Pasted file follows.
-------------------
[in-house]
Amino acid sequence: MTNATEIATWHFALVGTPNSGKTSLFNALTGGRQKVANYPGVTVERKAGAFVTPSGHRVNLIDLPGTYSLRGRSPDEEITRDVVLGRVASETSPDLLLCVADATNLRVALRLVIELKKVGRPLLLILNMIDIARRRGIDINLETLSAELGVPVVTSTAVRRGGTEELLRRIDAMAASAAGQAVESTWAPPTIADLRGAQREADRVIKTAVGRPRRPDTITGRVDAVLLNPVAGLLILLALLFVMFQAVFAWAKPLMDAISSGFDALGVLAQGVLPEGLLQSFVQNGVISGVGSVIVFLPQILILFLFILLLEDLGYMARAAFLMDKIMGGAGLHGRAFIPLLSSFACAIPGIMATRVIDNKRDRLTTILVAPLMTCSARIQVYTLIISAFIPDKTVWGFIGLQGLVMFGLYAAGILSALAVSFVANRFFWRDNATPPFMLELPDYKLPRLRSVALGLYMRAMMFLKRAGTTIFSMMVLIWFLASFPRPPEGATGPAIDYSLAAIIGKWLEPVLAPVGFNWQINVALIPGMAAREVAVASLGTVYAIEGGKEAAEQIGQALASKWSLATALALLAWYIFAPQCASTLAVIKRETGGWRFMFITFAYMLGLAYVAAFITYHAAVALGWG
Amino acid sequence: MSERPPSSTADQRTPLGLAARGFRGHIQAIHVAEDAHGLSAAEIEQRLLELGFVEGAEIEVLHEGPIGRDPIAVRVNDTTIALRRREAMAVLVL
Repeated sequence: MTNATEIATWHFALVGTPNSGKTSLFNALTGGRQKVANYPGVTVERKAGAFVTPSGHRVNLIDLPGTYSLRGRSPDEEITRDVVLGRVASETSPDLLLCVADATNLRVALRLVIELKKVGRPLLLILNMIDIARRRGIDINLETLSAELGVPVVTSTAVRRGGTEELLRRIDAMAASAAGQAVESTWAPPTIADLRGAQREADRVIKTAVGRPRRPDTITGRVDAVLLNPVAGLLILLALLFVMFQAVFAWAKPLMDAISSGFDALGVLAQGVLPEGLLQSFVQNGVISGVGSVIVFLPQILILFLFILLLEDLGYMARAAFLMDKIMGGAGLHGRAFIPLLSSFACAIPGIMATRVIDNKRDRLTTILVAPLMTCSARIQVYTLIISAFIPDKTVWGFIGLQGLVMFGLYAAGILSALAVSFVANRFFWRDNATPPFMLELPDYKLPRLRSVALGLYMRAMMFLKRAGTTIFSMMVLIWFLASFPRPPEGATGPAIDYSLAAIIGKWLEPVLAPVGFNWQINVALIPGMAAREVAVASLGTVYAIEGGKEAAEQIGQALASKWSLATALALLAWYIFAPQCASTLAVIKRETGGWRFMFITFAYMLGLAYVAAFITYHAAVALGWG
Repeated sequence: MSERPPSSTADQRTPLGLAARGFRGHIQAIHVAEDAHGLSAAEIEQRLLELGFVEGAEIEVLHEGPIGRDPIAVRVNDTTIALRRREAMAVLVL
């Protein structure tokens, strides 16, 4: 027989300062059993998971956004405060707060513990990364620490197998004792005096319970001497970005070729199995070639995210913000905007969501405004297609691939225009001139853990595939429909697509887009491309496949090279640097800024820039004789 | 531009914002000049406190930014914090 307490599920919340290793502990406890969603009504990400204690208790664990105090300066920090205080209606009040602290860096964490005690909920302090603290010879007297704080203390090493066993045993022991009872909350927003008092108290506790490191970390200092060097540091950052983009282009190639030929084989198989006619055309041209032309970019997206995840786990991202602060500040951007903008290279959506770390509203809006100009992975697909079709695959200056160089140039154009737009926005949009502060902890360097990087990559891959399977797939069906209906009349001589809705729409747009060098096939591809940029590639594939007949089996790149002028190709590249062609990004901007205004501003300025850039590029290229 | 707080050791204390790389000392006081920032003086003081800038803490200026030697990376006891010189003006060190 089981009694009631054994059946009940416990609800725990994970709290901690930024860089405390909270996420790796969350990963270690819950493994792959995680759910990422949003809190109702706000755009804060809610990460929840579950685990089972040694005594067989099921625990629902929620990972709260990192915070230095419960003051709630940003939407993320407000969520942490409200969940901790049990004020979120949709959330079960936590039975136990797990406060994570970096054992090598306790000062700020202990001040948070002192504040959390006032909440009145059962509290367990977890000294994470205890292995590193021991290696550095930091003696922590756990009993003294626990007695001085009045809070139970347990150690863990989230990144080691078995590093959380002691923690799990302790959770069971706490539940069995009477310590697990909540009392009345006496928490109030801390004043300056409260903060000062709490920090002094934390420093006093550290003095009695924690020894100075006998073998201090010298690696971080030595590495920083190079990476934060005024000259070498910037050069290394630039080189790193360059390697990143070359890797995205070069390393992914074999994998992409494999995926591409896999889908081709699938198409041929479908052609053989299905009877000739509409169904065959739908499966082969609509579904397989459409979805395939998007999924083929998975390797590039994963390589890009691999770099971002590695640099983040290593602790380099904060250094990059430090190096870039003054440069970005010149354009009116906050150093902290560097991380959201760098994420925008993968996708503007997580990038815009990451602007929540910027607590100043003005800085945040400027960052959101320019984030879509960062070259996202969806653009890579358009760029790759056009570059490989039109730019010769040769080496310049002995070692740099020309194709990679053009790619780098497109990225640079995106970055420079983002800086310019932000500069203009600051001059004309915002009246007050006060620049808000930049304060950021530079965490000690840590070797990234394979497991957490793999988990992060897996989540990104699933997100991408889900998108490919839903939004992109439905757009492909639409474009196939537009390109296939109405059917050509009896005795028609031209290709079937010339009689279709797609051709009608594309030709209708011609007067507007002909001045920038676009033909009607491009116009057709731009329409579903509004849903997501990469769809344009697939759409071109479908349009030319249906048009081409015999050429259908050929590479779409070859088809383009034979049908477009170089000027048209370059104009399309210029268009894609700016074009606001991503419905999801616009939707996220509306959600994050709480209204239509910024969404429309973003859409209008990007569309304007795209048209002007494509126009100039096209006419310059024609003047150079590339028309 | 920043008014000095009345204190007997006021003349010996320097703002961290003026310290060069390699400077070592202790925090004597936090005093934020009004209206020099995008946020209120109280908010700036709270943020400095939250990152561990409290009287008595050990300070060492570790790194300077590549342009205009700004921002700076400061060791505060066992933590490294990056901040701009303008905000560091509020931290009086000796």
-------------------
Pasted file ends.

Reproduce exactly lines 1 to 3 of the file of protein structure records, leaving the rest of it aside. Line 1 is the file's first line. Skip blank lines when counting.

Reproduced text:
[in-house]
Amino acid sequence: MTNATEIATWHFALVGTPNSGKTSLFNALTGGRQKVANYPGVTVERKAGAFVTPSGHRVNLIDLPGTYSLRGRSPDEEITRDVVLGRVASETSPDLLLCVADATNLRVALRLVIELKKVGRPLLLILNMIDIARRRGIDINLETLSAELGVPVVTSTAVRRGGTEELLRRIDAMAASAAGQAVESTWAPPTIADLRGAQREADRVIKTAVGRPRRPDTITGRVDAVLLNPVAGLLILLALLFVMFQAVFAWAKPLMDAISSGFDALGVLAQGVLPEGLLQSFVQNGVISGVGSVIVFLPQILILFLFILLLEDLGYMARAAFLMDKIMGGAGLHGRAFIPLLSSFACAIPGIMATRVIDNKRDRLTTILVAPLMTCSARIQVYTLIISAFIPDKTVWGFIGLQGLVMFGLYAAGILSALAVSFVANRFFWRDNATPPFMLELPDYKLPRLRSVALGLYMRAMMFLKRAGTTIFSMMVLIWFLASFPRPPEGATGPAIDYSLAAIIGKWLEPVLAPVGFNWQINVALIPGMAAREVAVASLGTVYAIEGGKEAAEQIGQALASKWSLATALALLAWYIFAPQCASTLAVIKRETGGWRFMFITFAYMLGLAYVAAFITYHAAVALGWG
Amino acid sequence: MSERPPSSTADQRTPLGLAARGFRGHIQAIHVAEDAHGLSAAEIEQRLLELGFVEGAEIEVLHEGPIGRDPIAVRVNDTTIALRRREAMAVLVL